It's easy to think that people are "in it for themselves" as the saying goes, with their policy and political preferences motivated by narrow self-interest. But decades-old research shows that this often is not the case - and a new analysis we've conducted of attitudes about Obamacare backs it up.
We looked after hearing a comment at a polling conference last week echoing others we've noticed about the Affordable Care Act - that the law lacks broad public support because people think it's harming their own health care or increasing their costs. When policy impacts get personal, the thinking goes, look out.
Not so fast. While that's in line with conventional wisdom about the power of self-interest, it's out of whack with a different notion that I've often seen supported in our own survey data - the political scientist Donald Kinder's sociotropic model, proposing that Americans' broader concerns about what's best for society trump their own self-interest in driving political and policy views.
It's testable, and so we did, using data from our most recent ABC News/Washington Post poll late last month. We included a variety of predictors - demographics, partisanship, ideology and four questions on Obamacare, measuring views of its impact, both personally and nationally, on health care overall and on health care costs. We ran two regressions, one predicting support for the law, another, just for fun, predicting the role of views on Obamacare on House vote preference this fall. (A regression measures the independent relationship between two variables when others are held constant.)
The results are pretty interesting, and they do support the sociotropic model.
Our first analysis shows that views on the ACA's influence on the quality of care - rather than its impact on cost - are the strongest correlates of support for the law. And it's attitudes about the law's effect on the entire healthcare system in the country, rather than its effect on the quality of care that individuals experience personally, that by far are the most important.
Further, neither personal nor national costs of the law (as opposed to its impact on care) are significantly related to support for the ACA in our model. (Other predictors are significant, of course; e.g., Democrats are more likely to support the law, conservatives less likely to do so, controlling for other factors.)
In modeling the relative role of attitudes toward the ACA on House vote preference, the predictive power of views of the law's effect on the quality of personal care disappears entirely, while views on its impact on the healthcare system overall remain significant, and strongly so - following only political party identification and ideology as correlates of vote preference in this model. (Specifically, those who think the quality of healthcare in the country has gotten worse as a result of the ACA are more likely to vote Republican, again controlling for other factors.)
In this case, views of the ACA's impact on national costs of health care also significantly predict vote intentions, albeit more weakly than do views of its effect on the health care system overall. Views of the law's impact on personal costs, however, again are not a significant predictor.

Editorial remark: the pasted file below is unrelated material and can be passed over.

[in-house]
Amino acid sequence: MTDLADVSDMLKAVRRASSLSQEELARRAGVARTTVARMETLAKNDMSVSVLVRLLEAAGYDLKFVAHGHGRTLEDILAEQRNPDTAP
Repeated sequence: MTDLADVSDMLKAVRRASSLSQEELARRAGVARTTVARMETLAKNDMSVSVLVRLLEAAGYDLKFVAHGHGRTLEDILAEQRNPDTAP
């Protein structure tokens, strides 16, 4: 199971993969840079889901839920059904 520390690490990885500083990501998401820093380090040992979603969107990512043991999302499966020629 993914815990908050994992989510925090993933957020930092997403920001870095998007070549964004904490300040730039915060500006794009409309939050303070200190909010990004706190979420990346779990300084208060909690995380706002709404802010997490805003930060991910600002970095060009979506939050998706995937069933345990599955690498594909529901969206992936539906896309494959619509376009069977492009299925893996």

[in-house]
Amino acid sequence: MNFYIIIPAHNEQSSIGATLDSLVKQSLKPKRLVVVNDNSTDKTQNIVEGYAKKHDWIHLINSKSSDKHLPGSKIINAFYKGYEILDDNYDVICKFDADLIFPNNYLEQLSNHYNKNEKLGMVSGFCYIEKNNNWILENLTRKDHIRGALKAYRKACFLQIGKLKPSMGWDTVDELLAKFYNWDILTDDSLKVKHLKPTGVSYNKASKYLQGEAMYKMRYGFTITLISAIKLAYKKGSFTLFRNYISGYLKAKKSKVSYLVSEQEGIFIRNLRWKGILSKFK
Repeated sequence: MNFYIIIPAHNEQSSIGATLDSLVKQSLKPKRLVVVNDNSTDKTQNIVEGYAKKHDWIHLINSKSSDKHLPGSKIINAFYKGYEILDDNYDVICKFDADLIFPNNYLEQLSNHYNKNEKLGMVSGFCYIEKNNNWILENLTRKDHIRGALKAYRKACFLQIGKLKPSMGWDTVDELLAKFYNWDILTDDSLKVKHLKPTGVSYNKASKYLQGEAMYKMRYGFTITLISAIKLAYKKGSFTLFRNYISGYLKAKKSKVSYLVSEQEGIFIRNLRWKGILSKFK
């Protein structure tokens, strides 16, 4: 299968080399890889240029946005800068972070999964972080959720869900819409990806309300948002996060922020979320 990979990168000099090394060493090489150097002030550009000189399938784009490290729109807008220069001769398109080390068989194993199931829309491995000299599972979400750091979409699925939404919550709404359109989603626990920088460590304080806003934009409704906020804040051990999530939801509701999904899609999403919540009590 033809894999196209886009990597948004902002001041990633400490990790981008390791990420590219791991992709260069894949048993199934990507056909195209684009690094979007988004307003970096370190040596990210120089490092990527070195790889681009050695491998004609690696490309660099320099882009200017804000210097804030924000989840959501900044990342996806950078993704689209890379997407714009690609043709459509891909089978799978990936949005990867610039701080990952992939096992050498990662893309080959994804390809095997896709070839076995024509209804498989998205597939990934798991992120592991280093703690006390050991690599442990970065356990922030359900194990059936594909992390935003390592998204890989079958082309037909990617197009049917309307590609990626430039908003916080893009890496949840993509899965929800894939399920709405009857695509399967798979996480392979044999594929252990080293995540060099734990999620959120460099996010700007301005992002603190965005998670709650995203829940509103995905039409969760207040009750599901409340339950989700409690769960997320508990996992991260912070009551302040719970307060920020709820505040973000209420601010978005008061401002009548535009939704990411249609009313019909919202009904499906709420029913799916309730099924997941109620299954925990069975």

It's fair to say that there's some overlap between sociotropic and self-interested views - i.e., the sense that what's good for the country is good for you, and vice versa. But they're not the same thing; views of the national vs. personal impacts of Obamacare on the health care system correlate at .59, and views of its personal vs. national impacts on cost correlate at .42. A correlation of 1 is a perfect relationship, so these are substantial matches, but far from exact ones.
In percentage point values, Americans were more apt by a 20-point margin in our ABC News/Washington Post poll to say the ACA is making the overall health care system worse rather than better. They also were 15 points more likely to say it's making their own quality of care worse, not better. Perceptions on costs were even more negative, with the public 39 points more apt to say the law is increasing rather than decreasing their own health care costs, and 47 points more likely to say it's raising, not lowering, health care costs nationally.
It's also worth noting that correlations don't indicate causality. We posit here that views of the ACA are informed by views of its impact; the obverse may likewise be true. Regardless, our main point holds - contrary to what may be popular belief, views of the law's effect on society at large are more salient than views of its personal impact
The regression analyses we're reporting underscore how these attitudes - in particular, those on Obamacare's perceived impact on the health care system nationally - relate both to skepticism about the law and the Democratic Party's challenges this fall.
Research Analyst Damla Ergun produced the modeling for this report. Click here for details, including the regression outputs.